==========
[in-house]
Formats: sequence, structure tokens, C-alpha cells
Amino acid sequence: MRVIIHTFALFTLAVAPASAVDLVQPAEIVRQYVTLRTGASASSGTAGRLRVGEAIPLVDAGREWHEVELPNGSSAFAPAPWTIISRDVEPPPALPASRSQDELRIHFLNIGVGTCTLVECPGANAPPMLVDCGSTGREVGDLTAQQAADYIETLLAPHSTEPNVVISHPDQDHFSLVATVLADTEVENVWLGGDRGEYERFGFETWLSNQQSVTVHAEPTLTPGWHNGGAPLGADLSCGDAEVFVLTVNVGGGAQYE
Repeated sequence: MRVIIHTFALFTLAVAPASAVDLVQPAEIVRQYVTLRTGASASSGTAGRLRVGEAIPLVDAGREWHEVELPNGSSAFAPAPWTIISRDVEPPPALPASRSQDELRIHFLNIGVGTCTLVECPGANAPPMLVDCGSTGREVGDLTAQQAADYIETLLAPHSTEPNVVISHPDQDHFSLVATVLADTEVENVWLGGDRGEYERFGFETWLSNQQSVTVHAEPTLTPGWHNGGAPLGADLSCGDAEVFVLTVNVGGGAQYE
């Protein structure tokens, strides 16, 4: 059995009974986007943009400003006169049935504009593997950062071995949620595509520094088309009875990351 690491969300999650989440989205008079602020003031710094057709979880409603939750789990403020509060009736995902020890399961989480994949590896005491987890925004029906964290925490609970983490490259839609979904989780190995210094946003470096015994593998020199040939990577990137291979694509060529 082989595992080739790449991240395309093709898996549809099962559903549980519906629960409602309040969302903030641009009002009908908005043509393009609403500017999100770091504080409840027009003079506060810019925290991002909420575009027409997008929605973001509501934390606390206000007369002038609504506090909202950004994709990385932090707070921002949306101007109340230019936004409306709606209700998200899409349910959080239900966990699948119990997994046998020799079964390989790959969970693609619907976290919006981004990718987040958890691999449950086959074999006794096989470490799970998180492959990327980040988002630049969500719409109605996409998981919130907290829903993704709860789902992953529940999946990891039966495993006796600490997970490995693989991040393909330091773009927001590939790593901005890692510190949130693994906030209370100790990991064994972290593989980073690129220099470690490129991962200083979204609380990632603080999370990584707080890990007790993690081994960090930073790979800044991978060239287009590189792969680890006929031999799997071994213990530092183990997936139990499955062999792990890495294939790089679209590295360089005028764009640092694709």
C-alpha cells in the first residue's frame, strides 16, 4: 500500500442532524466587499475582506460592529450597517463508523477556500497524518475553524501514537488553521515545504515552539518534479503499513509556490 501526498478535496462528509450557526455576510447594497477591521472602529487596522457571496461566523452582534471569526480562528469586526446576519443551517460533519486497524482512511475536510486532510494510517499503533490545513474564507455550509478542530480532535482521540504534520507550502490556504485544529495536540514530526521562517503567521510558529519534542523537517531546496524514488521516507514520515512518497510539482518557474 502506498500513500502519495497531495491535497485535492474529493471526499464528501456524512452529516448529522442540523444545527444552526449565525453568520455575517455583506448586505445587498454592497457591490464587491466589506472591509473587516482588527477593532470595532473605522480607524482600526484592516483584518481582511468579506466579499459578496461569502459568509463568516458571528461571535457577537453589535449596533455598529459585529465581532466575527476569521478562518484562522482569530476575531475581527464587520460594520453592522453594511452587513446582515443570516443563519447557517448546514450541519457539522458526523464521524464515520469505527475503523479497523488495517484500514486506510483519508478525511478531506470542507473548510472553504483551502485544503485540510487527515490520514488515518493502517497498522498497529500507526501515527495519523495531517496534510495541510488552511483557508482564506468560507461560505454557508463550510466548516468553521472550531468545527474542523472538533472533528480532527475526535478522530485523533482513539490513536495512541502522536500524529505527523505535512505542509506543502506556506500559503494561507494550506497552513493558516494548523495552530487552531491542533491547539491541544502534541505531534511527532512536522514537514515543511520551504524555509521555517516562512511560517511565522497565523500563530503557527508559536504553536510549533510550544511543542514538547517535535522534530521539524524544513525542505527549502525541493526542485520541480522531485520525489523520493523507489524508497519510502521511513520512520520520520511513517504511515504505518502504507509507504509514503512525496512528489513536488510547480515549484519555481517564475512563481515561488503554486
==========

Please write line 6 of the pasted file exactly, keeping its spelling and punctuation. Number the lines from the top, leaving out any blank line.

C-alpha cells in the first residue's frame, strides 16, 4: 500500500442532524466587499475582506460592529450597517463508523477556500497524518475553524501514537488553521515545504515552539518534479503499513509556490 501526498478535496462528509450557526455576510447594497477591521472602529487596522457571496461566523452582534471569526480562528469586526446576519443551517460533519486497524482512511475536510486532510494510517499503533490545513474564507455550509478542530480532535482521540504534520507550502490556504485544529495536540514530526521562517503567521510558529519534542523537517531546496524514488521516507514520515512518497510539482518557474 502506498500513500502519495497531495491535497485535492474529493471526499464528501456524512452529516448529522442540523444545527444552526449565525453568520455575517455583506448586505445587498454592497457591490464587491466589506472591509473587516482588527477593532470595532473605522480607524482600526484592516483584518481582511468579506466579499459578496461569502459568509463568516458571528461571535457577537453589535449596533455598529459585529465581532466575527476569521478562518484562522482569530476575531475581527464587520460594520453592522453594511452587513446582515443570516443563519447557517448546514450541519457539522458526523464521524464515520469505527475503523479497523488495517484500514486506510483519508478525511478531506470542507473548510472553504483551502485544503485540510487527515490520514488515518493502517497498522498497529500507526501515527495519523495531517496534510495541510488552511483557508482564506468560507461560505454557508463550510466548516468553521472550531468545527474542523472538533472533528480532527475526535478522530485523533482513539490513536495512541502522536500524529505527523505535512505542509506543502506556506500559503494561507494550506497552513493558516494548523495552530487552531491542533491547539491541544502534541505531534511527532512536522514537514515543511520551504524555509521555517516562512511560517511565522497565523500563530503557527508559536504553536510549533510550544511543542514538547517535535522534530521539524524544513525542505527549502525541493526542485520541480522531485520525489523520493523507489524508497519510502521511513520512520520520520511513517504511515504505518502504507509507504509514503512525496512528489513536488510547480515549484519555481517564475512563481515561488503554486